PUBLISHED MAY/JUNE 2018
by Chet Davis, Technology Teacher and Speaker —
Protecting your independent publishing business from hackers and piracy
Is your login on the list of the riskiest passwords? If you’re using “123456” or the word “password,” then the answer is yes. You’re using the two most commonly used passwords—and they’ve been in the top two positions for the past four years.
If you’re like many authors, you click on a half-dozen or more web portals each week, or maybe even daily. Every website you use, whether it’s your blog, social media platform, business bank, or author’s portal, all have a gateway. Usually, this is secured by a user ID and a password.
Think of your ID and password as the keys to your front door. Most of us keep our house keys in a safe place to make sure only trusted people may enter our home. Your passwords should be treated with a similar respect.
The two most common mistakes people make with their passwords are over-simplicity and daisy chaining. Let’s focus on remedies for these issues.
Remedies for Over-Simplicity
It’s understandable that you want to have passwords you can remember, but the reason we have passwords at all is to let you in and keep others out. Why do you need complex passwords? You might imagine a person sitting in a dim room somewhere overseas typing passwords to get into your bank account. But the cyber thieves have become very sophisticated. Hackers today use computer programs to try the common passwords to attempt entry into accounts they might find lucrative.
Many experts suggest staying away from any password that you’d find in a dictionary. And, for sure, avoid using names of your kids, your pets, hometown, favorite sports team, etc. Have you seen those Facebook posts asking their friends to share answers to questions? Often these posts allow a cyber thief insight to your passwords.
To avoid going crazy trying to come up with complex passwords that you’ll never remember, you can create your own. Here’s a system I believe you’ll find easy and effective: Come up with your own password by creating an acronym. It’s often easier to remember and more secure than most of the passwords many are using.
Let’s practice. Start with a phrase like “Authors share great ideas in books.” When you take the first character of the first word as uppercase and the rest of the acronym lowercase, it becomes Asgiib. Next, add two to four numerals. I’ll add 17 for the year 2017, the year I joined IBPA. And then end with a special character like an exclamation point. So my new, secure password is Asgiib17! That’s not in any dictionary, not tied to anything I post on social media or in any bio, and not likely to be randomly generated by a cyber thief’s computer program.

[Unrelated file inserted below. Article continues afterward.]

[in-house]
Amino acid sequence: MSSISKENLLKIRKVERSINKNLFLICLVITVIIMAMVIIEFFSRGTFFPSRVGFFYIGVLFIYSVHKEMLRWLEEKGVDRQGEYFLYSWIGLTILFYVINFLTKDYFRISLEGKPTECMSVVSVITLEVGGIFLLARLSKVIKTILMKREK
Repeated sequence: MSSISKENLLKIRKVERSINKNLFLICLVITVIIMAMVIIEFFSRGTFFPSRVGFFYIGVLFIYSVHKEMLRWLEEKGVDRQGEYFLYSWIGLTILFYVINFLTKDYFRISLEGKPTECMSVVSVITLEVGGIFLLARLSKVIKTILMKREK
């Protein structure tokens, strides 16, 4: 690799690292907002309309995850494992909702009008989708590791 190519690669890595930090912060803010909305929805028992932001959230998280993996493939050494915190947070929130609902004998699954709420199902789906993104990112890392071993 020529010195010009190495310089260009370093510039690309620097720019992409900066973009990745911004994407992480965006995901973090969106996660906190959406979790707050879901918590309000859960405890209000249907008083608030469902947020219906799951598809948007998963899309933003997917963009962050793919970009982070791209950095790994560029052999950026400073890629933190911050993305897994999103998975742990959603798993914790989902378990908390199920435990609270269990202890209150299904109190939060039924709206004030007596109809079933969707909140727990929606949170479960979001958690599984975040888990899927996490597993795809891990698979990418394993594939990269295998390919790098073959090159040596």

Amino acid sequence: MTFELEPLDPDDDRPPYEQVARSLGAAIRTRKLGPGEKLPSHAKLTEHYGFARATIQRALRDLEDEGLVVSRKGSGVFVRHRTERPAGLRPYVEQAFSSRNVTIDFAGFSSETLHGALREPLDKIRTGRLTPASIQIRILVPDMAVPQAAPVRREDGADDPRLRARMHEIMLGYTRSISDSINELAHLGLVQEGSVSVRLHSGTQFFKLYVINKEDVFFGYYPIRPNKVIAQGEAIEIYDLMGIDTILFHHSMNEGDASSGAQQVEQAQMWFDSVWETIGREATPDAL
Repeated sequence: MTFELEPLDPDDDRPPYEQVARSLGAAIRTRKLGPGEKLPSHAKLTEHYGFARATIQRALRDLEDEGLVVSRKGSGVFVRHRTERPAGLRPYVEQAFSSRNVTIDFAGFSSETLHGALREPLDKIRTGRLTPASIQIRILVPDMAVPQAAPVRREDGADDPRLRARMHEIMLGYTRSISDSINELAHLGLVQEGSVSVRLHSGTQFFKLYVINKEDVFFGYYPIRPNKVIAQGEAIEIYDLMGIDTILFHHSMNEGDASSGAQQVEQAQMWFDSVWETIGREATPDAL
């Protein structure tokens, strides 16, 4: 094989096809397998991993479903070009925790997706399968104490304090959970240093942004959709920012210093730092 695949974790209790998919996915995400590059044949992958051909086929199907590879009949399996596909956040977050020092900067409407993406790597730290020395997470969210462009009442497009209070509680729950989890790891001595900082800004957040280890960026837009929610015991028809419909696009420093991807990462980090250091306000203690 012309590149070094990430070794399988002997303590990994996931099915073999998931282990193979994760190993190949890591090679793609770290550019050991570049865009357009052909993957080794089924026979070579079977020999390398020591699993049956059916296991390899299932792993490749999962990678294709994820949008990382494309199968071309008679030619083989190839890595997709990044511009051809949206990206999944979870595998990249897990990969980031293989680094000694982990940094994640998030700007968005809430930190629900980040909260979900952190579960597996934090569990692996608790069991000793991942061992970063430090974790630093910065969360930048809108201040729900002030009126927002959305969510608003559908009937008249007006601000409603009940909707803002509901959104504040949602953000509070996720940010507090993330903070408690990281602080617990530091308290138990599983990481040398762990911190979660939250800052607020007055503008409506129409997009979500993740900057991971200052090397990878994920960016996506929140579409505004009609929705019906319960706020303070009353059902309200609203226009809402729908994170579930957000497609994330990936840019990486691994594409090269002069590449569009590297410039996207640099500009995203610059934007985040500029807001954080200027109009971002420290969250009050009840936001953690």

If you still bristle at the thought of a complex (and secure) password, consider using it on only one account. If it was just one account, I would make sure your primary email is protected. Here’s why: Let’s say a hacker gains access to your email portal, then they can click on any of your other accounts and use the “reset password” link. That will send the option to reset the password to your email, which they now have access to, and a cyber thief can control all of your accounts, changing the passwords at will and effectively locking you out.
This is sometimes done by hackers for ransom, other times to sell off valuable internet outposts to the highest bidder, and sometimes just for the fun of it. You may think this is a far-fetched notion from a Tom Clancy novel, but there are a number of instances where this has indeed happened to people.
Remedies for Daisy Chaining
With more secure passwords, you should also consider the number of your passwords. If you use just one password across multiple websites or services, it’s called daisy chaining, and it’s not a good thing. It’s recommended that you use a different password for each portal, especially your important websites. If a cyber thief guesses or purchases your login info from a compromised website and you use that same password across many sites, then they have access to your whole digital kingdom.